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  1. #1
    Join Date
    Jun 2006
    Posts
    13
    This is a follow-up to my prior post regarding a tech charging me $$$ to do a "required" Nitrogen leak test before adding Freon. At the end, he says the leak was too small to detect and adds the Freon anyway (probably what he should have done from the get-go).

    From what I've gathered on this forum and other reserach, the EPA does not require leaks in systems under 50 lbs to be fixed before recharging. I pointed this out to the HVAC company and they insist that exemption is for commercial units only, and that EPA requires a leak test/repair before adding more than 1 lb of Freon to any home system. Needless to say, I feel like I was ripped off for an unnecessary leak test that wasn't required and in which the tech didn't even find the leak!

    I found the web page on the EPA site http://www.epa.gov/ozone/title6/608/leak.html#relief that talks about the 50 lb cut-off for leak repairs. Is there anything from EPA that talks about small residential systems that I can show this HVAC company?

  2. #2
    Join Date
    Jan 2004
    Location
    PA
    Posts
    68,793
    NO.

    Tell them you want to see the EPA section that they claim exists.

    There is none.

    All systems under 50 pounds are exempt.
    Weather or not it right that they are doesn't matter.

    They sold you a service by lying, thats illegal.

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  3. #3
    Join Date
    Dec 2005
    Posts
    4,067
    They are so full of sh*t.

    I would not deal with them or give them another dime of mine.

  4. #4
    Join Date
    May 2006
    Posts
    230
    Originally posted by tw88
    I pointed this out to the HVAC company and they insist that exemption is for commercial units only, and that EPA requires a leak test/repair before adding more than 1 lb of Freon to any home system.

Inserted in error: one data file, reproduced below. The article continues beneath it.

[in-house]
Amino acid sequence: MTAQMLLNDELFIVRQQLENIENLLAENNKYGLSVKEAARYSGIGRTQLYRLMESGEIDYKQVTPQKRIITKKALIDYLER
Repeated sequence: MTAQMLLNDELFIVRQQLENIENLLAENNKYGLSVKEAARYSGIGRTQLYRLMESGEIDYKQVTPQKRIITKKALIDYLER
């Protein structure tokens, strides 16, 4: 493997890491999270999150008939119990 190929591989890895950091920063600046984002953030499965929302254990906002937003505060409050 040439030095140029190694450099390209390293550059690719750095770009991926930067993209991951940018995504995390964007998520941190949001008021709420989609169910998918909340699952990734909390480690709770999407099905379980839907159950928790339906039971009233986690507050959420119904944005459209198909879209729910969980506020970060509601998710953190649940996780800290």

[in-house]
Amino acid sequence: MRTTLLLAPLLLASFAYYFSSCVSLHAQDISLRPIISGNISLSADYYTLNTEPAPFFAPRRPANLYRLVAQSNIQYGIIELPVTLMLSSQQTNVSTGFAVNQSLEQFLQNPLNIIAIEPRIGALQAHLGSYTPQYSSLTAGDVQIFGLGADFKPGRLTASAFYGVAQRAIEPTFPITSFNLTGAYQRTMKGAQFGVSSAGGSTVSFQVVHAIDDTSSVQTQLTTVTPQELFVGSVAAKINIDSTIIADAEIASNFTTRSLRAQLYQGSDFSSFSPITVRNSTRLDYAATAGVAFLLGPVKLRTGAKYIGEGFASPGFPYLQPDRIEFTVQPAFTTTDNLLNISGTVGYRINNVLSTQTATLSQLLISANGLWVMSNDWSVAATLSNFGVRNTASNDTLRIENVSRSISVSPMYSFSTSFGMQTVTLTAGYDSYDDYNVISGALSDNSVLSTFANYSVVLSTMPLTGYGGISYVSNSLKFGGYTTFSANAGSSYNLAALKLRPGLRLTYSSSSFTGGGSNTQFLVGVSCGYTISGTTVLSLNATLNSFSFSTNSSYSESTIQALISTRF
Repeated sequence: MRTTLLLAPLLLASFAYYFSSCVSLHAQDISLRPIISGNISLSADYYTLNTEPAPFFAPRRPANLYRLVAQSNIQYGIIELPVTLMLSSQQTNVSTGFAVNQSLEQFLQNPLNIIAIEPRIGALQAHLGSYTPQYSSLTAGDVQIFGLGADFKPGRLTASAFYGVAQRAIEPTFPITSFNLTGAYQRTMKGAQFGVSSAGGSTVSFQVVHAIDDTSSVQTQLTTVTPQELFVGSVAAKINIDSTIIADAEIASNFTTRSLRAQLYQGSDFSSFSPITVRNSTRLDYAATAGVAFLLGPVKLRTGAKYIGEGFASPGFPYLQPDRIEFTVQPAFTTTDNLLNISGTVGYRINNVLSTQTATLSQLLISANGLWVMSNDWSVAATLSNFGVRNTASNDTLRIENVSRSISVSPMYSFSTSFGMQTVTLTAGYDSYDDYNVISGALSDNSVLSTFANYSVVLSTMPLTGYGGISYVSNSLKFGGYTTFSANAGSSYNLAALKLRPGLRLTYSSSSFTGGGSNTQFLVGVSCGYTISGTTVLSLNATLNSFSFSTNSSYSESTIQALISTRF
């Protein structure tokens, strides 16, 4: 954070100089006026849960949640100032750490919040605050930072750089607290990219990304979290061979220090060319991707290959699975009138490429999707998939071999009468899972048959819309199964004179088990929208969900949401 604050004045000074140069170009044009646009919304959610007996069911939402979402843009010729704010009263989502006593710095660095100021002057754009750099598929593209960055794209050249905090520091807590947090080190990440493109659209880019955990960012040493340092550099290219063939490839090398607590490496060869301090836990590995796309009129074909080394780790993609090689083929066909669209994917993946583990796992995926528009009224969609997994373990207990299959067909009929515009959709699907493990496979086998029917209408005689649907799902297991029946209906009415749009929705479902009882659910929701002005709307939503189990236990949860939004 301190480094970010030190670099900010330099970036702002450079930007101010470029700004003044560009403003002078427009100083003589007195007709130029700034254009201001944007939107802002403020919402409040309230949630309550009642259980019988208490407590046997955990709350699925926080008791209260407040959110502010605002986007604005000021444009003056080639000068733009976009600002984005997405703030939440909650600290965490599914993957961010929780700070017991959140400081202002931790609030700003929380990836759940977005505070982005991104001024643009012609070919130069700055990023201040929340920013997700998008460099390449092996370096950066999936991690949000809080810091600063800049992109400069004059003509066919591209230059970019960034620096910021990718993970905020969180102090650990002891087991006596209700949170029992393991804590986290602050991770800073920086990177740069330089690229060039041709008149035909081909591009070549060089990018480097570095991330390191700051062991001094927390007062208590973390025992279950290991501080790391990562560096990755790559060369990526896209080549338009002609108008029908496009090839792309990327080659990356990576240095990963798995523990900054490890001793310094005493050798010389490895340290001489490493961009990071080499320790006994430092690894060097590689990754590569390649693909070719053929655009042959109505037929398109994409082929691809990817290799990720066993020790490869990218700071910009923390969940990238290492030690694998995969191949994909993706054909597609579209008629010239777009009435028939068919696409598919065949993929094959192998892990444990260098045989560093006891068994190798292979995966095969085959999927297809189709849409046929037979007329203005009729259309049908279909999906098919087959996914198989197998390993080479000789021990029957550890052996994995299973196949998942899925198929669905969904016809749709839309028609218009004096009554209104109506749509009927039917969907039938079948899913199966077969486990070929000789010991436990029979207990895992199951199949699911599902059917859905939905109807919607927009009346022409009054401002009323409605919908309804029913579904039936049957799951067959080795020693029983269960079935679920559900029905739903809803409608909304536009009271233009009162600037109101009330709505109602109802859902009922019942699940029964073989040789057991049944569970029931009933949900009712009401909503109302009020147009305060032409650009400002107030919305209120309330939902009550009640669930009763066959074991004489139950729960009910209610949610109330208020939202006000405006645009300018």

You have a good basis for a lawsuit for fraud. Or at least a great story for the evening news 'ripoff' reporter.

    [Edited by leapfrog on 06-14-2006 at 05:27 PM]

  5. #5
    Join Date
    Jun 2006
    Posts
    13
    Nicely said. So now I am trying to reason with them by letting them know the gig is up. They don't seem receptive yet, so more definitive action may be needed to recoup some of the charges. As a matter of fact, I paid for them to find the leak and they didn't even successfully do that!

  6. #6
    Join Date
    May 2000
    Location
    Indianapolis, IN, USA
    Posts
    34,613
    After they put the nitro in, they would need to remove all the old stuff, put in a new filter-drier, run a vacuum pump to remove all air & moisture, then refill you. Did they?

  7. #7
    Join Date
    Jun 2006
    Posts
    13
    Well the tech said he did and charged me additonal money to do it (one would think that this purging would be included in the price of the nitrogen test and disclosed upfront). At this point I'm not even sure what to believe anymore except that I got taken for a ride.

  8. #8
    Join Date
    Feb 2004
    Location
    Central Kansas
    Posts
    1,145
    Not to be devil's advocate... but what if he'd found a leak? Still a con man?

    Yes, they are improperly interpreting EPA regs. But there are a few, darn few mind you, firms who take a stand or policy that they will not contribute to the delinquency of a leaking system regardless of size.